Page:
Authority : Avital Ronell

One also wonders—this may seem trivial but argument allows for such limit-grazing watchfulness—where violence begins or what gets counted as violence as concerns the downtrodden and our animal companions. Or is the prod of the sheep exempted from such consideration? Perhaps this is so, at least in the wide swath of philosophical fields. But the tabulation of sheep and the ill, the enlistment of slave and other filiations of the untouchable in relation to power, takes a pernicious turn when analogies are allowed to run fast and loose.

Following Plato, Arendt clearly wants to attain to the kind of soft coercion associated with reason and the installment of the philosopher-king. She requires for her demonstration prior instances of subjugation that preempt subversion or, indeed, revolution. What remains intact and important, despite the dead or destitute bodies that are run over on the way, is that Plato, like Arendt, looks to authority as something that would allow violence to subside and persuasion to take a rest. Authority establishes relationality prior to command, promising compliance in the absence of force or argument.

Linked in an essential way to Kafka’s parable, “Before the Law,” and to the Levinasian thought on passivity, this priority, or a priority, seeks out the condition of hostage-being that suspends those effects of persecution and injury to which both Kafka and Levinas attest. Such a view of authority that might take in or shake up the other without harm—ceding originary harm in order to avoid doing harm—provides us with a map of the nearly impossible reparations that both Kojève and Arendt attempt to achieve in their encounter with the genealogical purge and political provocation of authority. Authority in these cases subsists on borrowed transcendence. When someone commands authority, this figure or person or institution supersedes the realm of ontic squabbles, leaping over the conflict arenas of everyday pathology.

Matters are helped when authority trickles down from the notion of God, suggesting both a higher column and a more secure ground from which commands can be issued. (Arendt does not consider internal command systems and Kojève more or less explicitly rules them out; not even the categorical imperative gets in authority’s door.) I suspect that authority comes close at times to Kant’s thinking of Achtung (respect), but so far, respect, whether commanded or in some ways demanded, has not come into the picture or the framework that they maneuver. The exclusion of respect from the discussion of authority may be theoretically motivated; it may serve as part of a deliberate omission on the part of Arendt, and possibly also Kojève, that keeps authority structurally bare. What is the sense of keeping authority separate from respect, and what kind of theoretical bulwarking does the strategy of seclusion assure? It is necessary to note at this point only that so little is said about how authority secures respect or produces effects of respectful adherence. Let me take a closer look at what may turn out to be a telling angle in the discourse of effacement.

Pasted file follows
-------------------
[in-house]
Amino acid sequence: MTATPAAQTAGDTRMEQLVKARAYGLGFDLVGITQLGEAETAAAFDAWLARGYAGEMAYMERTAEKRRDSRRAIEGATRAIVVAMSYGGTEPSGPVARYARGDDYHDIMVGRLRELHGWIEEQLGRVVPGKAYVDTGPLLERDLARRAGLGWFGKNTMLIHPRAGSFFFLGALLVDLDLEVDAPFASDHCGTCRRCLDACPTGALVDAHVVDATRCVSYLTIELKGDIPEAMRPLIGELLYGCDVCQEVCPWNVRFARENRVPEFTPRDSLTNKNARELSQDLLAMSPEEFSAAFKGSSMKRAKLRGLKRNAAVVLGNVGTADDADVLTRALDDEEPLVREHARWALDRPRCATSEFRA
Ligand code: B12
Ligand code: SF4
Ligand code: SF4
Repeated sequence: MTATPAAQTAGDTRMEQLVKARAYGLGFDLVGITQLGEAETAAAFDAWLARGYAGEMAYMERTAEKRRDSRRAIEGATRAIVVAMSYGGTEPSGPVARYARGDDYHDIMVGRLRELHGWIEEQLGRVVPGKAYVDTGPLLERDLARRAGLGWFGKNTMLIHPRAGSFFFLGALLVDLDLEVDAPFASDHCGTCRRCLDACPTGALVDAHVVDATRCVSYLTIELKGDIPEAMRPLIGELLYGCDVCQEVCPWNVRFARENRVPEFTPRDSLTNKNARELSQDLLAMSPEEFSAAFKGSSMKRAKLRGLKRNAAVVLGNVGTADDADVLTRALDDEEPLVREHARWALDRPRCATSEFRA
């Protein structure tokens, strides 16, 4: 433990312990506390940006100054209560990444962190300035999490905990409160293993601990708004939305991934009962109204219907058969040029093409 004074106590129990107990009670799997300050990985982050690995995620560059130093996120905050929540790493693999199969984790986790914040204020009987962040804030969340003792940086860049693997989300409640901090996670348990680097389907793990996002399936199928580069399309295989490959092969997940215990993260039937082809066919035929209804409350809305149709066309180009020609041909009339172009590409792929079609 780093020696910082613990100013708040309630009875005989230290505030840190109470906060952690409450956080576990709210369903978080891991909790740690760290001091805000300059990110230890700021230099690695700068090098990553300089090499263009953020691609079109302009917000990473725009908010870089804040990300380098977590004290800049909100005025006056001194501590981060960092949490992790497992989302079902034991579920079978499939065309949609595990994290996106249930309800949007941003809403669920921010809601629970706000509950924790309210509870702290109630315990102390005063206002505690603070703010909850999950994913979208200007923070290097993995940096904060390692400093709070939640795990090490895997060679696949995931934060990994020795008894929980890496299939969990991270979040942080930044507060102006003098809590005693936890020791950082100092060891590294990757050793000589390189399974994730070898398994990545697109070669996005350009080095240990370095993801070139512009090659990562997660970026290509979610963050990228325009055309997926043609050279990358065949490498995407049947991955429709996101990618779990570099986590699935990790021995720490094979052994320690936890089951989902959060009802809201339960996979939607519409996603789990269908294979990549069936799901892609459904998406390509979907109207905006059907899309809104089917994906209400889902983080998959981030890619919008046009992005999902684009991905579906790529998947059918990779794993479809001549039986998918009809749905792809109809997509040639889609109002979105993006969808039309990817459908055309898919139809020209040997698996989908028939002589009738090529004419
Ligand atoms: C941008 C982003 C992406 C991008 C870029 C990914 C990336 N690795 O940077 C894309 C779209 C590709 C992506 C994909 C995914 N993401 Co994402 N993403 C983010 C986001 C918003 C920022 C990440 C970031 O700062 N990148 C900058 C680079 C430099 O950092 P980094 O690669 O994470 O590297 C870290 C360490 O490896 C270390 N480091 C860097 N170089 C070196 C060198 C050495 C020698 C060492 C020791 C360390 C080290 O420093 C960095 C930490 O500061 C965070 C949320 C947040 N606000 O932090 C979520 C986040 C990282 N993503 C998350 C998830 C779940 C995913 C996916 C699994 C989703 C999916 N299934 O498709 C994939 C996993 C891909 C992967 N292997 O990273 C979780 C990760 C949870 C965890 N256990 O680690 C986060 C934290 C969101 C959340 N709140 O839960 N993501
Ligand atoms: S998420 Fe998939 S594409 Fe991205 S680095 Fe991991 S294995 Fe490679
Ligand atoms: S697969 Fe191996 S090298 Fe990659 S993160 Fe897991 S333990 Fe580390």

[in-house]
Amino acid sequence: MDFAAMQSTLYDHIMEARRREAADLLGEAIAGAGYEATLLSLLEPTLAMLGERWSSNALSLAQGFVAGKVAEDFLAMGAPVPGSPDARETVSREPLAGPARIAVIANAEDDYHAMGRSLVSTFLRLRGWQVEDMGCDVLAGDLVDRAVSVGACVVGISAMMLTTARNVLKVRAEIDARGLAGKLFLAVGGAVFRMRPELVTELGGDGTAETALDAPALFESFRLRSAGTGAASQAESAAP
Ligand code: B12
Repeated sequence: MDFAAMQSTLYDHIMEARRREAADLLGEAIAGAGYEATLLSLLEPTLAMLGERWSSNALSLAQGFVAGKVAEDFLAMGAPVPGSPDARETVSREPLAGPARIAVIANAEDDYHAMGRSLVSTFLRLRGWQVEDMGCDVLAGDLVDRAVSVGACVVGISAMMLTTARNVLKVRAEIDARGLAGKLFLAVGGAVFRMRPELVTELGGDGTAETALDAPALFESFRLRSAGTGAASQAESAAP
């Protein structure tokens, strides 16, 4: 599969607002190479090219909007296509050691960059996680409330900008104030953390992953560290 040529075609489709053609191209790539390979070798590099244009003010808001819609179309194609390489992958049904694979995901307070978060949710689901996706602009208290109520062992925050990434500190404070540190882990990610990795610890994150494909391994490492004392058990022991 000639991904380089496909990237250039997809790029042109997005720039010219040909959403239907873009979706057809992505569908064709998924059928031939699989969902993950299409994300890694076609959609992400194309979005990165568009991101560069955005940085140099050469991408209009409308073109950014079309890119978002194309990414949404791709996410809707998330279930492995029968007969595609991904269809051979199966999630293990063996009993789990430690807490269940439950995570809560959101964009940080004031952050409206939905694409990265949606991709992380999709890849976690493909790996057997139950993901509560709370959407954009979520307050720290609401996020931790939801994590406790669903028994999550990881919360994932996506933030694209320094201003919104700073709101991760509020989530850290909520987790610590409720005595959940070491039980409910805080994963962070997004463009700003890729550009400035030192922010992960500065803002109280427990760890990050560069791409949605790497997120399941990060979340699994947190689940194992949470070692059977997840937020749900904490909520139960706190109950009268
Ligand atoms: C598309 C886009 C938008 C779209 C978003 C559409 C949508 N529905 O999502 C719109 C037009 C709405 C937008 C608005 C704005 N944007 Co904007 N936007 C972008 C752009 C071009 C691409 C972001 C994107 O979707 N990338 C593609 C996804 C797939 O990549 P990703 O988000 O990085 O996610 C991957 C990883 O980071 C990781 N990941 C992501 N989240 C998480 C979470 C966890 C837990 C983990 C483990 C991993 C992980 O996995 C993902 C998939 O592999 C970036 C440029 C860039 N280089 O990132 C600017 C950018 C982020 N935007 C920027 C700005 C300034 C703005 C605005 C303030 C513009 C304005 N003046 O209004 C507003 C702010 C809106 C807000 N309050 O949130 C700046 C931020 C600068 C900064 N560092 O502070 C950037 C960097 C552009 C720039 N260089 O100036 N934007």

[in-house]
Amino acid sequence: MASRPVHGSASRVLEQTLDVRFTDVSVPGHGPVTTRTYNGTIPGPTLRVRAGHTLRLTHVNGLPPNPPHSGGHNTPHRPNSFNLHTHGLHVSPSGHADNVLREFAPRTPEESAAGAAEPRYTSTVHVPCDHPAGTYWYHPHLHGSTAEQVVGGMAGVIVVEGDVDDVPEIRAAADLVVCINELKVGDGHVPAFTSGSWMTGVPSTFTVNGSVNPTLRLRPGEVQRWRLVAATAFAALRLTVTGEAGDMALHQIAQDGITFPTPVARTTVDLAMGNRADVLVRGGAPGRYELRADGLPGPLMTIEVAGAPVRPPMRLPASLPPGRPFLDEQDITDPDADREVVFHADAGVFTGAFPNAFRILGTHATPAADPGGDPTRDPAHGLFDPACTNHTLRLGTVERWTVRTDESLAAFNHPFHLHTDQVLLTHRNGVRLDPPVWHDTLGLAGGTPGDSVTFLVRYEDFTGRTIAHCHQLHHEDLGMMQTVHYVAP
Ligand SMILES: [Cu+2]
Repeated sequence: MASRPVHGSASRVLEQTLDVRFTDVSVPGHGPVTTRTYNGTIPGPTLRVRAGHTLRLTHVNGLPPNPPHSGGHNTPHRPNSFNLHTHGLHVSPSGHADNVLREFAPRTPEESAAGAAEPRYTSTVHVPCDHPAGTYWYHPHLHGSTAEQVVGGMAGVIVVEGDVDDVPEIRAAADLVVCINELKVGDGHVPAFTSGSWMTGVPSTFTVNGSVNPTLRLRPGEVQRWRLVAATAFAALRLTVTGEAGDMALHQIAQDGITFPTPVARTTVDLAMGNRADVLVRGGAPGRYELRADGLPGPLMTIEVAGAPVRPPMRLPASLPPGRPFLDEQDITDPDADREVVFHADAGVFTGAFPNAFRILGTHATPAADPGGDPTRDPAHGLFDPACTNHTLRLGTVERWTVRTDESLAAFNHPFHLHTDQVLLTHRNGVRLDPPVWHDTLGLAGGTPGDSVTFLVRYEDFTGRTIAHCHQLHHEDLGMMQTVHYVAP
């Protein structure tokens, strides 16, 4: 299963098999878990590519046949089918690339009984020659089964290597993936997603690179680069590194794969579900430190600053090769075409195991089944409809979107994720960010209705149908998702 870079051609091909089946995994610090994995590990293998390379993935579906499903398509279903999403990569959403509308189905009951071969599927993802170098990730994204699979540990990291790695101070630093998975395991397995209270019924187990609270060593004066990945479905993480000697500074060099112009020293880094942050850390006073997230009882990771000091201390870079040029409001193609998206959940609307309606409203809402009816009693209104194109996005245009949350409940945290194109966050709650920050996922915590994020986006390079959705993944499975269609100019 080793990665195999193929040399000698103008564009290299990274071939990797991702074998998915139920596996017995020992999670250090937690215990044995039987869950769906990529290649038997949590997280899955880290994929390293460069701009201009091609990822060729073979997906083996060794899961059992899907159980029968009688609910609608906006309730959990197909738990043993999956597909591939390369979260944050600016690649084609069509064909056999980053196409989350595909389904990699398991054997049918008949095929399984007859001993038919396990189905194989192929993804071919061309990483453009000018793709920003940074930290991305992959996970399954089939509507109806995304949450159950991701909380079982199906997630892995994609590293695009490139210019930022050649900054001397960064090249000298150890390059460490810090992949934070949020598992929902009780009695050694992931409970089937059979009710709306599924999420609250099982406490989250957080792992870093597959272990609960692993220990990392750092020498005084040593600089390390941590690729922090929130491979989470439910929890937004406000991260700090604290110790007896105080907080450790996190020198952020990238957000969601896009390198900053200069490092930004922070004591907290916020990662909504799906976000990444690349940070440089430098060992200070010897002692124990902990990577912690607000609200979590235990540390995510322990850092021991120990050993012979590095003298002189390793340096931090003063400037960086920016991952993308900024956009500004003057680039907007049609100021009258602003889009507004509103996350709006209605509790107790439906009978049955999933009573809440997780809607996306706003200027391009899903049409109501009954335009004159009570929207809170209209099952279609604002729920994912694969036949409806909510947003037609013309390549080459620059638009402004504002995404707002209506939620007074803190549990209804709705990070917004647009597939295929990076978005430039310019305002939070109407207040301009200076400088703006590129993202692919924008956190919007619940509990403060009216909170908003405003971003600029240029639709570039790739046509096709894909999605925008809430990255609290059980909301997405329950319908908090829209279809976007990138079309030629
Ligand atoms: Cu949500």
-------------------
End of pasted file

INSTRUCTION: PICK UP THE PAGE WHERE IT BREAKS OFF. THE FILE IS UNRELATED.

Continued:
The estrangement between authority and respect in terms of philosophical and historical trajectories seems peculiar when one considers, among other things, the emphasis that Kant places on distance when speaking of respect, thus introducing a quality of coldness but also of parity: Kant plays it on level playing fields, relying on the pull of justice. Authority, in all cases an escapee from explicit forms of violence, even that of speech, tries to prepare the grounds for political relatedness, softening the space of committed citizenry with the holdout of deliberate asymmetry. Sometimes the weight of asymmetry can give me the shivers. I will go on. An otherwise hospitable reader of Kant, Arendt reroutes the question of authority around his thought, which in this context she snubs or simply avoids, producing an effect of detour that cannot be missed. The dissociation in late modernity of authority from Kantian respect may account for the secret fissuring of contemporary political sites and practices. To what kind of underground life-form has respect been banished, one wonders.

On the other hand, the unneighborly bypass with regard to Kant may have another sort of career path: respect may be incorporated in both Kojève and Arendt into the heart of authority, but in such a way as to have prompted a severe mutation, nearing the decidedly more sublime regions of human relatedness. Whatever their subsequent choices or poses, whatever their ideological markers or ethical constraints, both Arendt and Kojève make themselves dependent on essential inequality in order to recruit and replenish the notion of authority. This makes me uneasy, though in some philosophical circles the effacement of inequality causes even more of a rumble. In their corner, Blanchot and Levinas rhyme inequality with responsible asymmetry. In these cases the necessity of the unequal disposition comes from an ever-diminishing egological space, however, and is part of the effort to tame tropes of domination.

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